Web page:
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Five surprising ways IoT has changed our world in 2017

IoT Blog | December, 2017


Tony Guerion

Global Head of IoT Sales at Vodafone

Five surprising ways IoT has changed our world in 2017

We live in exciting times. The Internet of Things (IoT) has had a huge impact on all kinds of companies in 2017. Here at Vodafone, we see new ideas and different applications emerging every day. Tony Guerion, Global Head of IoT Sales at Vodafone, looks at some of his favourite innovations.

The effects of IoT have been felt across almost every sector in 2017. Governments and local authorities have saved money and improved peoples’ lives with automated management of street lighting, traffic and parking. Healthcare companies have achieved better outcomes and increased efficiency with remote monitoring of patients and better tracking of medication supplies. And farmers have improved yields and saved money through automated tracking of the condition of crops and livestock.

The following five examples are some of my favourites of 2017. They show the incredible breadth of uses that IoT has been put to.

1. Supporting patients with wearable robotics

Vodafone has helped Ekso Bionics develop an exoskeleton that’s being used with patients recovering from a stroke or spinal cord injury. The Ekso GT is a powered mobility aid that can help accelerate rehabilitation. It delivers power to both sides of the body, helping patients to get back on their feet more quickly. And once they’re there, it’s putting them through a series of high-intensity steps to improve their mobility.

It’s already in use at over 115 rehabilitation institutions around the world and has helped patients take more than 41 million steps so far. Ekso uses our managed IoT connectivity to capture the stream of data from the exoskeleton’s sensors. This data is transmitted to clinics, providing therapists with the information they need to see how each patient is progressing. Read more.

2. Providing reliable energy for remote communities

How do you deliver reliable off-grid energy to the developing world? The answer is BBOXX, IoT-connected solar power units. The brainchild of three graduates from Imperial College, London, these units are having a big impact on health, education and quality of life across large parts of Africa and Asia.

The Vodafone Global IoT Platform has enabled the inventors to expand to more than a dozen countries. With BBOXX, many communities from Ghana to Pakistan now have access to a cost-effective and consistent electricity supply for the first time. Find out more.

3. Connecting farmers to their animals

About 17-18% of cows have complications during their first calving. Moocall is an IoT sensor that detects when the birth is close, and alerts the farmer so they can be there to help.

Moocall is a non-invasive, tail-mounted sensor that gathers over 600 pieces of data a second. It can accurately predict when a cow is going to give birth by identifying tell-tale patterns in their tail movement. When labour is imminent, Moocall sends an alert to the farmer’s phone using the Vodafone Managed IoT Connectivity Platform. Leveraging our global reach, Moocall has been able to expand its customer base from Ireland into France, the Netherlands and the US. Watch the video.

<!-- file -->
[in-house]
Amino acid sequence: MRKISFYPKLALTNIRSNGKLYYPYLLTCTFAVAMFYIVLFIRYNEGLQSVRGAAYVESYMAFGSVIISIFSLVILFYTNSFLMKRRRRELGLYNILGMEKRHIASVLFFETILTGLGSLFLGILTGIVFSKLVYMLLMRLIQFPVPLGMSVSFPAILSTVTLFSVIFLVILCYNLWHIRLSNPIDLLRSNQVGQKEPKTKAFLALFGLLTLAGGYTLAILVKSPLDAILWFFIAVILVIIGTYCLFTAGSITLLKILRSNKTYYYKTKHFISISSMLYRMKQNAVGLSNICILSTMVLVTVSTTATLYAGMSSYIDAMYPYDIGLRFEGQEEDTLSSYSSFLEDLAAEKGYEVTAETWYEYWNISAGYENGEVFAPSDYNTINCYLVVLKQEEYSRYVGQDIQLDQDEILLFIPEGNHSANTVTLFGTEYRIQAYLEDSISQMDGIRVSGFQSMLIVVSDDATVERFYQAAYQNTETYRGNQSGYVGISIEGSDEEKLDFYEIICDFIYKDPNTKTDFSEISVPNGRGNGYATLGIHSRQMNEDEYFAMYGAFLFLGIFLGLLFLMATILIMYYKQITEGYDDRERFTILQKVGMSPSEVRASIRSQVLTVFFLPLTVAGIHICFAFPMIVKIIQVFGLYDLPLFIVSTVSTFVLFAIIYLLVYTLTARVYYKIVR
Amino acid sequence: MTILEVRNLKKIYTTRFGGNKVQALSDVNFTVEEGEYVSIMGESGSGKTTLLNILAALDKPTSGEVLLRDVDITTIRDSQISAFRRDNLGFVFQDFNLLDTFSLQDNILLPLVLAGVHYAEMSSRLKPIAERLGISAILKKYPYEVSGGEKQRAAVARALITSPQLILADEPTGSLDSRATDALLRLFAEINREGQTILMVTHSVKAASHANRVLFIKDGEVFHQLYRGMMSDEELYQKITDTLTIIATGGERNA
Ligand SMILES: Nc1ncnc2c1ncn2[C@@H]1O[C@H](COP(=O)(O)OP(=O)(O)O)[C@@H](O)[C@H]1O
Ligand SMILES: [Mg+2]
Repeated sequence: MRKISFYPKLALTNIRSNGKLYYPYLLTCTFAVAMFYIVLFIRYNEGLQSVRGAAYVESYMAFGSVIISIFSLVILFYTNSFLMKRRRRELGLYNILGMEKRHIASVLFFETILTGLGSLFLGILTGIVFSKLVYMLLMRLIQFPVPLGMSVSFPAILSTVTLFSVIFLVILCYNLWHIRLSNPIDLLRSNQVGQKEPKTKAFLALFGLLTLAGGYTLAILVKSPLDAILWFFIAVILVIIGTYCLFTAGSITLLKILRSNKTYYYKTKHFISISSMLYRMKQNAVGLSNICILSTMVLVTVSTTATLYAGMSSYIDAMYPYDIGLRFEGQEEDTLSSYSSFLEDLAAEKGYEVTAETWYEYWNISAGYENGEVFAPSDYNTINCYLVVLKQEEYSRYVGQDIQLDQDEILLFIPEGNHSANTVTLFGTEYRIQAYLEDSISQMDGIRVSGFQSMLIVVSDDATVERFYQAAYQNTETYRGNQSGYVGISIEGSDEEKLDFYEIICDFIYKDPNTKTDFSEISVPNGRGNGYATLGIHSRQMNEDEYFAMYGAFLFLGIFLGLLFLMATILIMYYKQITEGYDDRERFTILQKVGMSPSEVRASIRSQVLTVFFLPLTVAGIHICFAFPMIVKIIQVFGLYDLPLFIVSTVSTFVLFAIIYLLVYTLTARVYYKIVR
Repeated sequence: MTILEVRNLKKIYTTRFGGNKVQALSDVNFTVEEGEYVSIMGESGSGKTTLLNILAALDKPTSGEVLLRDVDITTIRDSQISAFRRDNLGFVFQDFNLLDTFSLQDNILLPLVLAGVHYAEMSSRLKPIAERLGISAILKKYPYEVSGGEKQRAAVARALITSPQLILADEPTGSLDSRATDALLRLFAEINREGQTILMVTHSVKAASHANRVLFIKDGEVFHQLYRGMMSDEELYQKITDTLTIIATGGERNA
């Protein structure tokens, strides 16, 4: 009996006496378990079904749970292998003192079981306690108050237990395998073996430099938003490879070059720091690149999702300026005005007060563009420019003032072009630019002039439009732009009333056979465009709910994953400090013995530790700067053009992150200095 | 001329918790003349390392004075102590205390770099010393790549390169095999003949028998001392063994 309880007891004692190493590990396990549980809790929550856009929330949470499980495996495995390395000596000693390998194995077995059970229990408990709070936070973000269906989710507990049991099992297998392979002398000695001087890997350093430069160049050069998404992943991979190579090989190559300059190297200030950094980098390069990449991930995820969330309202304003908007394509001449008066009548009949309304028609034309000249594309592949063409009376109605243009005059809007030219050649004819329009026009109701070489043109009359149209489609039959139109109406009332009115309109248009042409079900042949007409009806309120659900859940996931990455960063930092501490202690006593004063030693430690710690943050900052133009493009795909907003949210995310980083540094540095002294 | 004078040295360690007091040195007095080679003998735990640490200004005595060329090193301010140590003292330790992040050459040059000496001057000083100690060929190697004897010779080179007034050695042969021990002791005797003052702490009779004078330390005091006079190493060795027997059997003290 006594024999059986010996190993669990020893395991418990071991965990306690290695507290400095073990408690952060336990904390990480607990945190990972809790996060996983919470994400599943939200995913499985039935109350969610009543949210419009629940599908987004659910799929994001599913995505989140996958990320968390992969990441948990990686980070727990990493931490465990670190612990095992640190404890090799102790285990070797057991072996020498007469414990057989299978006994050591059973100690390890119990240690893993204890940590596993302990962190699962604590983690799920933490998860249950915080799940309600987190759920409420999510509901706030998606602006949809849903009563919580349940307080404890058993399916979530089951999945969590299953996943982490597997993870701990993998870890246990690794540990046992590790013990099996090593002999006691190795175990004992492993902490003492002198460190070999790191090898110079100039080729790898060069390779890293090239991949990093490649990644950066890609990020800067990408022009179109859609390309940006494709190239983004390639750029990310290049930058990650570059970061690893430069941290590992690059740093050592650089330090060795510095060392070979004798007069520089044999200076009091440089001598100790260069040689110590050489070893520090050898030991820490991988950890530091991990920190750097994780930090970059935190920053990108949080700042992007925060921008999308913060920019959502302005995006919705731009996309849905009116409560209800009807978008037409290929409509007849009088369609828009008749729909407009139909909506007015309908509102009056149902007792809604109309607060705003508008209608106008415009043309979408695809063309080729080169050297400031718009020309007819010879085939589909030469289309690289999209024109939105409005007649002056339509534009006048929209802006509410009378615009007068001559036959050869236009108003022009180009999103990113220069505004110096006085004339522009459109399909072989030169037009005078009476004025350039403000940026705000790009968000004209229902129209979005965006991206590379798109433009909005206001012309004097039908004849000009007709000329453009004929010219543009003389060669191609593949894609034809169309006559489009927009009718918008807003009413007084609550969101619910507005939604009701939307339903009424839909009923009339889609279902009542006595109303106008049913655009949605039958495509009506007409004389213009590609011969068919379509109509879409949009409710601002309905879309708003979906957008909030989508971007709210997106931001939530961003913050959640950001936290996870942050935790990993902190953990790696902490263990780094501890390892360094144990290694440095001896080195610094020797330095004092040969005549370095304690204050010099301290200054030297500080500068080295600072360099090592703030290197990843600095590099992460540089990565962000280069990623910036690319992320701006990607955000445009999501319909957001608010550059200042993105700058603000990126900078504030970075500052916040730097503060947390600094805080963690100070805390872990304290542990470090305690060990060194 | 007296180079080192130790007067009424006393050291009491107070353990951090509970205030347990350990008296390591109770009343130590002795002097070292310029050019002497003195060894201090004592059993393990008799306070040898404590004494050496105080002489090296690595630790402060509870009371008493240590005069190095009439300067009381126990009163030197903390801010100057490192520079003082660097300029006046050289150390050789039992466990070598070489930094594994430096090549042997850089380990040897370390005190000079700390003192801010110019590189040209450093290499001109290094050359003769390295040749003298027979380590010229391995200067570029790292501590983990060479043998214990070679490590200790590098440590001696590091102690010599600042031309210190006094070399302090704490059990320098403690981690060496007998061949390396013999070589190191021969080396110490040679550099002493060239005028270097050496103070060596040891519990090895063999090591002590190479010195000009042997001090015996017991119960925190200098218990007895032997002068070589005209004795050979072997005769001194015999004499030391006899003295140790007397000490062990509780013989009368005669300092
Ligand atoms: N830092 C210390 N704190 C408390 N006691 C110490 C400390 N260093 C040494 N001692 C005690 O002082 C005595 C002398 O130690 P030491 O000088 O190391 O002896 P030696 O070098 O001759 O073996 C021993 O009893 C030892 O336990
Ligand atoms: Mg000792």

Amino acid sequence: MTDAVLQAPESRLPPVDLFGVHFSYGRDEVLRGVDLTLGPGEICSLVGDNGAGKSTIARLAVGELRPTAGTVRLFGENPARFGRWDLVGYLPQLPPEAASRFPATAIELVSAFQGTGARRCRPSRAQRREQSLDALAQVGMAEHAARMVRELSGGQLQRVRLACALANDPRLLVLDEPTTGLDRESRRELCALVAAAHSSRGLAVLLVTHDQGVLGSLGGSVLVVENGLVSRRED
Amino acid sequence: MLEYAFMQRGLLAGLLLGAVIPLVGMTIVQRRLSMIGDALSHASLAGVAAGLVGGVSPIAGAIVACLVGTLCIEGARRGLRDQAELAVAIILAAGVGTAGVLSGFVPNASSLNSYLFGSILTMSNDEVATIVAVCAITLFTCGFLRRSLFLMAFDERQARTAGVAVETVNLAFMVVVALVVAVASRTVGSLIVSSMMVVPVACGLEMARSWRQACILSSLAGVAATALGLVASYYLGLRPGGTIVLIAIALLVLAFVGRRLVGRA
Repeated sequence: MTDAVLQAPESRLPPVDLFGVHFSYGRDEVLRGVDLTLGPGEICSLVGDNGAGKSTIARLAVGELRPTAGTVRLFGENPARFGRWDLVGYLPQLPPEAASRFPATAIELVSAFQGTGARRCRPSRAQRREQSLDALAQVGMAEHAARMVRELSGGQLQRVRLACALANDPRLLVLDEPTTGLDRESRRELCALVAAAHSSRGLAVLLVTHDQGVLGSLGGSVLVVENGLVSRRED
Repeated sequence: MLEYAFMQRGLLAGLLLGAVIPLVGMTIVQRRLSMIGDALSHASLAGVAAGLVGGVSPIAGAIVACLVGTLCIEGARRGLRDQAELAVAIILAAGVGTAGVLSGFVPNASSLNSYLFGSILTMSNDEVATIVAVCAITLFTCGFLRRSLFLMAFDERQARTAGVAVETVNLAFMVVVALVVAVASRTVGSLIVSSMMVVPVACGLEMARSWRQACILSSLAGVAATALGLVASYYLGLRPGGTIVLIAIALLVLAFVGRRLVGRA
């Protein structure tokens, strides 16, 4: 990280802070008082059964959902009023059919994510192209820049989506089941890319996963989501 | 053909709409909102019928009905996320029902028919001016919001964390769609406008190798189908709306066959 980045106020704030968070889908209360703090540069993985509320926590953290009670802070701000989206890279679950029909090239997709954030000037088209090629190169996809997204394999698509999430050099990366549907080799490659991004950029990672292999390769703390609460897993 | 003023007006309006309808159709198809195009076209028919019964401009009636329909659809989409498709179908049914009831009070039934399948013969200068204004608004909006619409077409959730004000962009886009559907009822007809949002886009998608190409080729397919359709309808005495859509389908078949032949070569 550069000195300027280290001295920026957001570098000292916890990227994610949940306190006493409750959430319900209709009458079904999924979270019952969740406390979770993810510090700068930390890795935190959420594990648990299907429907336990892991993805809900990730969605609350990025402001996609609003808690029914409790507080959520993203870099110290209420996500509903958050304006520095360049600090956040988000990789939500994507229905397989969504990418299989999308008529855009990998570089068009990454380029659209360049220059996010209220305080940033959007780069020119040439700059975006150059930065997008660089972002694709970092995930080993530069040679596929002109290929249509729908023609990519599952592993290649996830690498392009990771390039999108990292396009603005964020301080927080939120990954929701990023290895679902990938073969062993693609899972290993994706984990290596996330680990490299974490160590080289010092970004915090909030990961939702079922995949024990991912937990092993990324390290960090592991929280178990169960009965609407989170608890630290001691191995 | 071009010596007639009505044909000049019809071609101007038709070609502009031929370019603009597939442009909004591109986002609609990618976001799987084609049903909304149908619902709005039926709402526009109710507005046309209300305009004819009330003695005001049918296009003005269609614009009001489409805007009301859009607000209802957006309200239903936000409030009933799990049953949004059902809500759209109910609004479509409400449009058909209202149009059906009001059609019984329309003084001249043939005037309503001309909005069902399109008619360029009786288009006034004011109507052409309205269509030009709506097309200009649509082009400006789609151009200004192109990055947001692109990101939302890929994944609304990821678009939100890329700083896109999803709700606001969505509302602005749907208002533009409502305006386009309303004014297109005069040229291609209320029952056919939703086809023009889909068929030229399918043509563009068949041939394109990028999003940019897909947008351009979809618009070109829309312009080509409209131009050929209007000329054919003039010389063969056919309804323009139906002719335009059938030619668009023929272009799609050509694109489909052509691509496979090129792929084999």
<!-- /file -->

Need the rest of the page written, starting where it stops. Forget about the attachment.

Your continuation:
4. Controlling the stock in aircraft galleys

In the highly competitive air travel market, the revenue from on-board sales can make the difference between profit and loss. eGate is helping airlines maximise the efficiency and profitability of their in-flight commerce operations.

eGate’s innovative on-board technology includes a complete galley planning, ordering and scheduling system; state-of-the-art business applications for managing the flight service process; and cabin management and on-board retail technology.

When a plane lands, all sales, logistics and planning data is gathered and sent to suppliers using IoT technology. They can use this data to quickly restock the plane, increasing sales opportunities without impeding turnaround time. Read our case study.

5. Making dream cars a reality

Owning an expensive supercar like a Porsche 911 is out of reach for most of us, or at least it was. Thanks to a pioneering car sharing scheme from PON, a Dutch Porsche distributor, that dream is now a reality for many more people. “Share a Porsche” enables a group of friends to sign a joint lease for a new sports car. They pay a single monthly charge covering all running costs, apart from fuel. Splitting the contracted miles between them is something they’ll have to fight over themselves!

The whole service is powered by IoT. The cars are fitted with a Vodafone Automotive telematics device connected to our telematics platform. Owners have complete control over their sharing service via an app. They can locate the car, access stats on past trips, check availability and reserve dates all from their phone. It’s a seamless and intuitive solution that lets drivers get on with enjoying the car of their dreams. Read the case study.

What’s next?

These are just a few examples of IoT projects that have shaped 2017. So what can we expect for the year ahead? There are many, many more that we’re working on with developers, like the IoT baseball cap with a built-in UV sensor. This enables the wearer, or say a parent, to monitor their exposure to the sun via an app. A personalised “safe time” is worked out based on the intensity of UV radiation and the age, skin type and existing level of tan of the wearer. The app can then sound an alarm when it’s time to go back into the shade to prevent permanent skin damage.

To find out how organisations are using IoT to transform their businesses, see our case studies. To talk to us about how you could join them, email

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